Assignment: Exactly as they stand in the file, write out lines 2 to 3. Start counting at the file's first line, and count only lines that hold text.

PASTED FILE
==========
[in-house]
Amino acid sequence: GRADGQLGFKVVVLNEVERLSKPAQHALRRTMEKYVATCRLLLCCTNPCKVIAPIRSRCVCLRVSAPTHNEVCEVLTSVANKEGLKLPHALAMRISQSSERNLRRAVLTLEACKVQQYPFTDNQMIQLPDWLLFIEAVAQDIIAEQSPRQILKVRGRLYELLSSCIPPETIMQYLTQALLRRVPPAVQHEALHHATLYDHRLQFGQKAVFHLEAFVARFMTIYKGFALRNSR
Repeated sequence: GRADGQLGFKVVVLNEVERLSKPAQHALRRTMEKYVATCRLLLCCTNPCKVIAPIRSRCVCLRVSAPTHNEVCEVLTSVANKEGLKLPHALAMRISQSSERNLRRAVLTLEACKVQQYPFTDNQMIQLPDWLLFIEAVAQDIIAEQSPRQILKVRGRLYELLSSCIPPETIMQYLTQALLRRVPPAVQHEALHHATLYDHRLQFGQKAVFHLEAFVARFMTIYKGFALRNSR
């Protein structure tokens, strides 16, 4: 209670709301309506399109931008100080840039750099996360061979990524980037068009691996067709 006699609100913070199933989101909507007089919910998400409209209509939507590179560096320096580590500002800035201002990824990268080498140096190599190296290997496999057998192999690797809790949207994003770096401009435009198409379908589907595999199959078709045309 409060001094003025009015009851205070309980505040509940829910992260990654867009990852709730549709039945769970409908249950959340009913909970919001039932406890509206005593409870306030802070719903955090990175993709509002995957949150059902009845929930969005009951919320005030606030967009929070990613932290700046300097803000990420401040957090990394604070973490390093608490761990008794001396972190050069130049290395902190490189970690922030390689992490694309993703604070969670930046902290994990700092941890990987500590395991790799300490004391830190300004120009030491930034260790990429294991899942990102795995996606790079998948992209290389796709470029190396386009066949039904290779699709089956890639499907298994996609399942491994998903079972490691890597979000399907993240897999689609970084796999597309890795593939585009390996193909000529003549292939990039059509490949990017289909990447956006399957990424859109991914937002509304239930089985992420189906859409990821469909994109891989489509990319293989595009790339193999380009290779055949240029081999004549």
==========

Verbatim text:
Amino acid sequence: GRADGQLGFKVVVLNEVERLSKPAQHALRRTMEKYVATCRLLLCCTNPCKVIAPIRSRCVCLRVSAPTHNEVCEVLTSVANKEGLKLPHALAMRISQSSERNLRRAVLTLEACKVQQYPFTDNQMIQLPDWLLFIEAVAQDIIAEQSPRQILKVRGRLYELLSSCIPPETIMQYLTQALLRRVPPAVQHEALHHATLYDHRLQFGQKAVFHLEAFVARFMTIYKGFALRNSR
Repeated sequence: GRADGQLGFKVVVLNEVERLSKPAQHALRRTMEKYVATCRLLLCCTNPCKVIAPIRSRCVCLRVSAPTHNEVCEVLTSVANKEGLKLPHALAMRISQSSERNLRRAVLTLEACKVQQYPFTDNQMIQLPDWLLFIEAVAQDIIAEQSPRQILKVRGRLYELLSSCIPPETIMQYLTQALLRRVPPAVQHEALHHATLYDHRLQFGQKAVFHLEAFVARFMTIYKGFALRNSR